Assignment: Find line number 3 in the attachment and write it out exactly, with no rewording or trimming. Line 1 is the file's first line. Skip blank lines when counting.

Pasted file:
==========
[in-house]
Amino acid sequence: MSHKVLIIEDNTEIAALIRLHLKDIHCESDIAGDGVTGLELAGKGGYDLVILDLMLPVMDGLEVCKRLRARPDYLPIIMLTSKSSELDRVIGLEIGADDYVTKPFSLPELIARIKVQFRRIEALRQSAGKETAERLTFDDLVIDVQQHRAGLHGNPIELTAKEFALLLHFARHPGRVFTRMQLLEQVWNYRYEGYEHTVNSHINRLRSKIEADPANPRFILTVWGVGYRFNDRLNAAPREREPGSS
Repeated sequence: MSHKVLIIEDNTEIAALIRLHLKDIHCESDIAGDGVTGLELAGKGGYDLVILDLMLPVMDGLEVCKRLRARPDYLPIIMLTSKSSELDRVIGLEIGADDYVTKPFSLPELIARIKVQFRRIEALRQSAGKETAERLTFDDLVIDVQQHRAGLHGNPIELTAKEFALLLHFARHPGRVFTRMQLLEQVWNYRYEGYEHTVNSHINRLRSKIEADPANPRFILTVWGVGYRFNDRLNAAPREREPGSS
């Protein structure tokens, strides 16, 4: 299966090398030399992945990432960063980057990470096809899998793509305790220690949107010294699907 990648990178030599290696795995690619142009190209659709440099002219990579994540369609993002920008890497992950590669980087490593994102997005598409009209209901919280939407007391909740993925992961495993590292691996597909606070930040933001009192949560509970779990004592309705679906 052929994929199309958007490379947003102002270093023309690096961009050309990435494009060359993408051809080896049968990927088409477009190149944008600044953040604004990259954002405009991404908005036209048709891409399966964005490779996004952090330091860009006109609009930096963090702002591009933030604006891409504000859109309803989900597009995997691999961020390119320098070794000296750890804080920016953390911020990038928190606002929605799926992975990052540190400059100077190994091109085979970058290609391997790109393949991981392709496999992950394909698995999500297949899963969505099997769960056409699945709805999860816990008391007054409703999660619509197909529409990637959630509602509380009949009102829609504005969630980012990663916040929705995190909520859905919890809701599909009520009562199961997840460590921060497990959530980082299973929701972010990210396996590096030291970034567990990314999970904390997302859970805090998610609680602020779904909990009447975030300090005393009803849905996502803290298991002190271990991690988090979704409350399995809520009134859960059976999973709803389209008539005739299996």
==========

Repeated sequence: MSHKVLIIEDNTEIAALIRLHLKDIHCESDIAGDGVTGLELAGKGGYDLVILDLMLPVMDGLEVCKRLRARPDYLPIIMLTSKSSELDRVIGLEIGADDYVTKPFSLPELIARIKVQFRRIEALRQSAGKETAERLTFDDLVIDVQQHRAGLHGNPIELTAKEFALLLHFARHPGRVFTRMQLLEQVWNYRYEGYEHTVNSHINRLRSKIEADPANPRFILTVWGVGYRFNDRLNAAPREREPGSS